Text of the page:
TIMBERJOBS: There’s a shortage of skilled labor for Michigan’s forest products industry, in part because of better-paying opportunities in other fields in the state, such as oil and gas, construction and mining. Gogebic Community College launched a forest technology program and an Onaway-based manufacturer created an industrial arts institute to teach welding. We also hear from the Michigan Association of Timbermen and an Escanaba-area logging company owner. By Eric Freedman. FOR MARQUETTE, SAULT STE. MARIE, BAY MILLS, CADILLAC, ALCONA, ALPENA, GLADWIN, CRAWFORD COUNTY, GRAND RAPIDS BUSINESS, MANISTEE, BIG RAPIDS, CHEBOYGAN, TRAVERSE CITY, PETOSKEY, LAKE COUNTY, HERALD STAR, LUDINGTON & ALL POINTS.

CNS

Feds study bat protection but loggers disagree

By KEVIN DUFFY
Capital News Service

LANSING— A fight over logging restrictions is delaying federal protection of the northern long-eared bat, a Great Lakes species already decimated in the American Northeast.

A decision on whether to list the bat as endangered or threatened has been pushed back to April.

The U.S. Fish and Wildlife Service, which has federal jurisdiction over protected species, is using the extra time to respond to the unexpected controversy, said Mollie Matteson, a senior scientist and a bat disease specialist at the Center for Biological Diversity.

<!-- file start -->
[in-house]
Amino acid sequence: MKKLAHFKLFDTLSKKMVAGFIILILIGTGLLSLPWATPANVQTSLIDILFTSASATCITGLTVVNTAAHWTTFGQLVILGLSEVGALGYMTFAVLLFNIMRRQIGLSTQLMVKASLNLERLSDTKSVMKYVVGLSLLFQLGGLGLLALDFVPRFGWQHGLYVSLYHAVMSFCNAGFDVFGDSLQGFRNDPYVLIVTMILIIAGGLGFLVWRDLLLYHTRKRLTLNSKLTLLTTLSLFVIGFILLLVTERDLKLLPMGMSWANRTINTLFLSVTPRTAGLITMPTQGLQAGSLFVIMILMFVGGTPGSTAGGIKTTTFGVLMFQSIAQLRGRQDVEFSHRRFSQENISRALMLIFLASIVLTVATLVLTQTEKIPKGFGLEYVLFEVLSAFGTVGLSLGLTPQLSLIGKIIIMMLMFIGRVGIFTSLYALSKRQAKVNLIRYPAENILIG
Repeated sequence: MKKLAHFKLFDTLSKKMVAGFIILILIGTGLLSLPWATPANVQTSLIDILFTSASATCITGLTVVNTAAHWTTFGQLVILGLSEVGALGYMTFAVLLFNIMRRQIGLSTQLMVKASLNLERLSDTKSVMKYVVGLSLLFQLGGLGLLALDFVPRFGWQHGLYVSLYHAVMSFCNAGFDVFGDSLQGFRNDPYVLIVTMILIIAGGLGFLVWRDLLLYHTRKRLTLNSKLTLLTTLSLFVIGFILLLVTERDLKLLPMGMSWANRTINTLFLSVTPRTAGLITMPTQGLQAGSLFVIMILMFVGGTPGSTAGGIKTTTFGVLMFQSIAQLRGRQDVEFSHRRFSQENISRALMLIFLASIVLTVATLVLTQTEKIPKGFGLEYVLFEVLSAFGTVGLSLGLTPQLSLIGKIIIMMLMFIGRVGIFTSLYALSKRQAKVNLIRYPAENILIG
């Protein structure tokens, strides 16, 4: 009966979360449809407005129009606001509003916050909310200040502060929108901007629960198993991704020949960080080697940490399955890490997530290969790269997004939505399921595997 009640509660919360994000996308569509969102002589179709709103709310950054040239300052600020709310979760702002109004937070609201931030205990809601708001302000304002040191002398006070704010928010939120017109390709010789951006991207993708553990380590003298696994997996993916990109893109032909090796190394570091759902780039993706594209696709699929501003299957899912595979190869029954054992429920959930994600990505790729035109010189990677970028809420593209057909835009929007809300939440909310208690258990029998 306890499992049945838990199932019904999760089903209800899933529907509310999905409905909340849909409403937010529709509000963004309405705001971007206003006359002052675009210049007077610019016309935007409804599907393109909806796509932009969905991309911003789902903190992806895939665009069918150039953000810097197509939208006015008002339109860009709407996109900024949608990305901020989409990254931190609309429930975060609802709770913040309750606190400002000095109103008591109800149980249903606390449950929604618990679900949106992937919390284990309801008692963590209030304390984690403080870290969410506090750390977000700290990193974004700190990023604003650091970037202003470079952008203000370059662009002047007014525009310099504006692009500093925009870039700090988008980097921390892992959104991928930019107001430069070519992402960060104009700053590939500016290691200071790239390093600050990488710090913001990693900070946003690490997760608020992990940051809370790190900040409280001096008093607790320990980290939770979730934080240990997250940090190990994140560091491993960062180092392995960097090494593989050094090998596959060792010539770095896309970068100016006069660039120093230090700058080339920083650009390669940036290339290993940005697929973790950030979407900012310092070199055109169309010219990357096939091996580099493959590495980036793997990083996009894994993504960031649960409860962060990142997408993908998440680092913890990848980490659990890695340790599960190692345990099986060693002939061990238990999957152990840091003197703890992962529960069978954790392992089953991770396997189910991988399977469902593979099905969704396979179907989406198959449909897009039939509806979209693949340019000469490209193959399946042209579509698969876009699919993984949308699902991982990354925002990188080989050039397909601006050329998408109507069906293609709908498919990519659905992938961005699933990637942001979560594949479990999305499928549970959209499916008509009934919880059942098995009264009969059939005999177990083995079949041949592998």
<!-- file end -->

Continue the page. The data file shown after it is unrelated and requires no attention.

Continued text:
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A bat with white-nose syndrome. Credit: Organization for Bat Conservation.


Endangered means a species is at high risk of extinction in the wild, according to the International Union for the Conservation of Nature. Under federal law, a threatened species “is likely to become an endangered species within the foreseeable future throughout all or a significant portion of its range.”
Continue reading

Jobs in timbering, wood products go begging

By ERIC FREEDMAN

Capital News Service
LANSING — The woods are calling, and so are logging and wood products companies.

Calling for skilled employees, that is.

Experts say the labor shortage hampers economic growth.
Many experienced foresters and other workers in Northern Michigan are retiring. At the same time, jobs in other industries such as mining, energy and construction often pay higher wages than those at timber-related companies.

The demand is expected to continue as the state looks for new uses for forest resources, including products and energy, according to the Michigan Biomaterials Initiative.